Rashbam: they didn’t recognize him because of his beard and also because he was wearing the royal garments of his position; he was the most powerful ruler of the country; furthermore, his voice was not recognizable to them because he was speaking through an interpreter to them; his voice in Egyptian was unrecognizable and they didn’t understand him.
Chizkuni: they did not recognize him because he had a beard; also his name was Tzofnas Paneyach; and he spoke Egyptian.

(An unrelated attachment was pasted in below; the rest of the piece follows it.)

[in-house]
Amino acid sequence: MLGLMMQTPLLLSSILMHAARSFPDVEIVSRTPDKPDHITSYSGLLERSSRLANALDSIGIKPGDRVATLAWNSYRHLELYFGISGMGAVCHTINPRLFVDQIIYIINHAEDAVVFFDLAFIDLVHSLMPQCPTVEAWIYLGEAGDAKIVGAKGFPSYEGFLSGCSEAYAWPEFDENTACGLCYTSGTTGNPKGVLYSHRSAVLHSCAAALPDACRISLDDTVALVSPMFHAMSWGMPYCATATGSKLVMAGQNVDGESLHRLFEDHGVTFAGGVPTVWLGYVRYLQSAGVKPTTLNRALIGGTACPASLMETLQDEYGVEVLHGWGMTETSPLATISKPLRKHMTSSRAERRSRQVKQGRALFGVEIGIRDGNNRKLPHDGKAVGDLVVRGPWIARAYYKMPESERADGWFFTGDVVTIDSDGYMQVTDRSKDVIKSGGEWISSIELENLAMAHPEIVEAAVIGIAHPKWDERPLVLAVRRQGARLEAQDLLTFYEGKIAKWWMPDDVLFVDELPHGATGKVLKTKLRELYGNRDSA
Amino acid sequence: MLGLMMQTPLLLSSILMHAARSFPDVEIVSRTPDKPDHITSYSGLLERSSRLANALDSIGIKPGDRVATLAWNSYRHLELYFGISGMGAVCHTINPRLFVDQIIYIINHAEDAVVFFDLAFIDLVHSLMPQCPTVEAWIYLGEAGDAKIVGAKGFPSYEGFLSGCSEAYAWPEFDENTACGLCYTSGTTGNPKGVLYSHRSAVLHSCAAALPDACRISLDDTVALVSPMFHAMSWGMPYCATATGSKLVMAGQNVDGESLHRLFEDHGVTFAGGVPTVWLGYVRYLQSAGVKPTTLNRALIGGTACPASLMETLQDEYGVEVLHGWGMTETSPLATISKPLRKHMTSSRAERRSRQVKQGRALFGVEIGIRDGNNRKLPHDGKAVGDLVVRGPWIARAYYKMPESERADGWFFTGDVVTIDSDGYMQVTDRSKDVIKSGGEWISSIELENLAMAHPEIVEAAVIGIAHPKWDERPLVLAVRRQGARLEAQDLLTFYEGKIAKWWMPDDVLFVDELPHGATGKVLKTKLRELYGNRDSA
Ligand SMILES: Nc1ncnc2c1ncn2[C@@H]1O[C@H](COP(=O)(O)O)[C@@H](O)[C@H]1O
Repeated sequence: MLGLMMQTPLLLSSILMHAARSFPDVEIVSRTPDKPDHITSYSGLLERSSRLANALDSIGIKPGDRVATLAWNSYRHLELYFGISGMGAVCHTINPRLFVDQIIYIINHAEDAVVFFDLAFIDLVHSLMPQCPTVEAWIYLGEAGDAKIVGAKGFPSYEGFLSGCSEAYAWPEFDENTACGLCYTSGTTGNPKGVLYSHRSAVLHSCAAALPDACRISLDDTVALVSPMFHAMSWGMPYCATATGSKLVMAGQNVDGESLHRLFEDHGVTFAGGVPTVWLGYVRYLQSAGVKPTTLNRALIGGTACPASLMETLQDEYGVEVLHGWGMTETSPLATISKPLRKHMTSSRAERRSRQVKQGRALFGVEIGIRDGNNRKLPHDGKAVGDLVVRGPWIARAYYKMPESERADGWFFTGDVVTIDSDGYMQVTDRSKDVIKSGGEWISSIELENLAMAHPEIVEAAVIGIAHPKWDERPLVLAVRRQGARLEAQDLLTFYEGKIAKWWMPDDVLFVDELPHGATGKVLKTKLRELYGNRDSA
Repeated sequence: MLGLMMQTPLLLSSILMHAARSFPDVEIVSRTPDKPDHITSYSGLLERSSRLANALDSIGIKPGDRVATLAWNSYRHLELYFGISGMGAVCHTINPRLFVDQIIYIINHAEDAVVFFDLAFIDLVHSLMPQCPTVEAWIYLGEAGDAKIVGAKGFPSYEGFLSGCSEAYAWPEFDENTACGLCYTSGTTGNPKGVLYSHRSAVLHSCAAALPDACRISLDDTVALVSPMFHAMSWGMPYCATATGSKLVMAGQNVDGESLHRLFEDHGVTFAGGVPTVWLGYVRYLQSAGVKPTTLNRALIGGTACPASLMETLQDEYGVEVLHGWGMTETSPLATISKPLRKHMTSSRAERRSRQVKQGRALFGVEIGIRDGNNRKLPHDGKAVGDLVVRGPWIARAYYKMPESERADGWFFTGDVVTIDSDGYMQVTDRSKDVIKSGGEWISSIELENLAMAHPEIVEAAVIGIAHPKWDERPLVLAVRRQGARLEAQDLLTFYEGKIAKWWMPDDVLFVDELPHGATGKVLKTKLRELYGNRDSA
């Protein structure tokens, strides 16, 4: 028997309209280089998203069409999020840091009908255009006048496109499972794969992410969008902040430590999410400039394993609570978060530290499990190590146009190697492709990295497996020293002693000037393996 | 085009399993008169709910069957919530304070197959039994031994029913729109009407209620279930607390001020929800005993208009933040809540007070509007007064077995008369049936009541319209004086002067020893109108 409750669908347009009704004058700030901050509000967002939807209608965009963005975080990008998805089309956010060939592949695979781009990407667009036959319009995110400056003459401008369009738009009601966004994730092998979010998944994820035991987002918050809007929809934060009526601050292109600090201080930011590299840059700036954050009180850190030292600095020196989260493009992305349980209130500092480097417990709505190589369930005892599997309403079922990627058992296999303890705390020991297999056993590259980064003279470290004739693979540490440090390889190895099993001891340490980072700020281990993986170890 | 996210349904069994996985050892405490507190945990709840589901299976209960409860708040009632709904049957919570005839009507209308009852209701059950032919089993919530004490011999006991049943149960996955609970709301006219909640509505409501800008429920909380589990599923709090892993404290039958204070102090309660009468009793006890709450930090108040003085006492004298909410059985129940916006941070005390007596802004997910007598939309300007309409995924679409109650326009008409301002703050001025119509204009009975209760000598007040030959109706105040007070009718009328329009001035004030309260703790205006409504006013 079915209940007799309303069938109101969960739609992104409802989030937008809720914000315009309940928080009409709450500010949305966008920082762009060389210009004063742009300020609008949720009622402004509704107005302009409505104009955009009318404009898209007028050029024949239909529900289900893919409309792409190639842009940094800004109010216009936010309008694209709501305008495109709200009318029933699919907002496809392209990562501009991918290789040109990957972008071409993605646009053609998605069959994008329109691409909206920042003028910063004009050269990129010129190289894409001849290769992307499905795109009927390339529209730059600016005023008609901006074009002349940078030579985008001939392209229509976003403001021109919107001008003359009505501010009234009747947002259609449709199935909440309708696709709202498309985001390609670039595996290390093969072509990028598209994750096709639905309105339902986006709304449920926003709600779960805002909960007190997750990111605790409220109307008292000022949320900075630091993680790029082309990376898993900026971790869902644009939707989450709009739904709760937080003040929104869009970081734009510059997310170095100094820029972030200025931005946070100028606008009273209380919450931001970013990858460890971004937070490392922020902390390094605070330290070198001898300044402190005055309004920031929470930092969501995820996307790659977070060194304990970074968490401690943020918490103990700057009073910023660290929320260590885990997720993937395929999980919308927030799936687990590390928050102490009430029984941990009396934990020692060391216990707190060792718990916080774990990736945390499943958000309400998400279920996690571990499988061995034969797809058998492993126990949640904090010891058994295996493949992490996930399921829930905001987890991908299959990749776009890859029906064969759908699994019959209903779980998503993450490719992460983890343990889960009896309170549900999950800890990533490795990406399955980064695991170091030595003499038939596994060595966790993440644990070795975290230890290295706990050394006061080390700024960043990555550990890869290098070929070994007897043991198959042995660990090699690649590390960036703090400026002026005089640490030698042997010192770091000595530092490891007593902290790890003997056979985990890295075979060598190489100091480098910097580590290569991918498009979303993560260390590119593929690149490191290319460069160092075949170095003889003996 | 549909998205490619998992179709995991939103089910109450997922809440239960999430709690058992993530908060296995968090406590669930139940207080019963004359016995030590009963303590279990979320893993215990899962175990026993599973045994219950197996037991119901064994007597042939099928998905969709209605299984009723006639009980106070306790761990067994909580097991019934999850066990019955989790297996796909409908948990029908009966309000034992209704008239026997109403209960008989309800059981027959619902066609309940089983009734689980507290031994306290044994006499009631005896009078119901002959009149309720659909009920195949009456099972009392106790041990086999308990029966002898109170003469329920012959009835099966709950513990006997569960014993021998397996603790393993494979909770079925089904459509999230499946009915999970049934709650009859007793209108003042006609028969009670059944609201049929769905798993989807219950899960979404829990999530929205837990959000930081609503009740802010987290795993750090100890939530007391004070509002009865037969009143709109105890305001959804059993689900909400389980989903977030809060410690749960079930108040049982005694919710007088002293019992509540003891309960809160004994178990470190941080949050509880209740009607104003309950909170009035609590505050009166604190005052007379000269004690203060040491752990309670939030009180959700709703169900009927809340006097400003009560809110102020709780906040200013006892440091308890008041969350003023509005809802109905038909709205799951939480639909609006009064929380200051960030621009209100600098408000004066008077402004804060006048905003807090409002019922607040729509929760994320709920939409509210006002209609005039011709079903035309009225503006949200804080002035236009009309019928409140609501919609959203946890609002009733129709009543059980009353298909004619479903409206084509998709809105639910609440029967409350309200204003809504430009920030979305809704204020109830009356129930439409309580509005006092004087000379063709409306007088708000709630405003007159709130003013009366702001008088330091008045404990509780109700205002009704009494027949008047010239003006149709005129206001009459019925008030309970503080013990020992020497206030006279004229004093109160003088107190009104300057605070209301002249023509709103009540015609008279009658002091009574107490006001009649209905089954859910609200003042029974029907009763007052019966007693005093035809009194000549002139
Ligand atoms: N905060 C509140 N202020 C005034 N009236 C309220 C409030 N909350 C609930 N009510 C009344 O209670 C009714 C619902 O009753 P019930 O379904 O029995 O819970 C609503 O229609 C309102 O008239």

Ramban: he immediately recognized them, as he had been expecting them to be forced to come down to Egypt to buy food at some point because of the widespread famine; he was waiting for this moment. He was wearing a large hat and tilted the brim down to cover his eyes; he changed his whole demeanor and spoke to them in a very harsh way; he accused them of sinister motives – it says in 42:9: Yosef recalled the dreams that he dreamed about them, so he said to them, “You are spies! To see the nakedness of the land have you come!” He accused them of spying out the land, trying to harm the kingdom. He spoke harshly to them, despite the fact that many people from all over the middle east are coming to Egypt in droves to buy food. As soon as he asked from where they came and they answered Canaan, he immediately knew who they were. That is why this is repeated – the first time he thought he knew them; after speaking with them he confirmed that they were his brothers. Ibn Ezra and Sforno: first he recognized them as a group, that they were his brothers; then he recognized each one as one of his Echav – each individually, he recognized which one was which brother.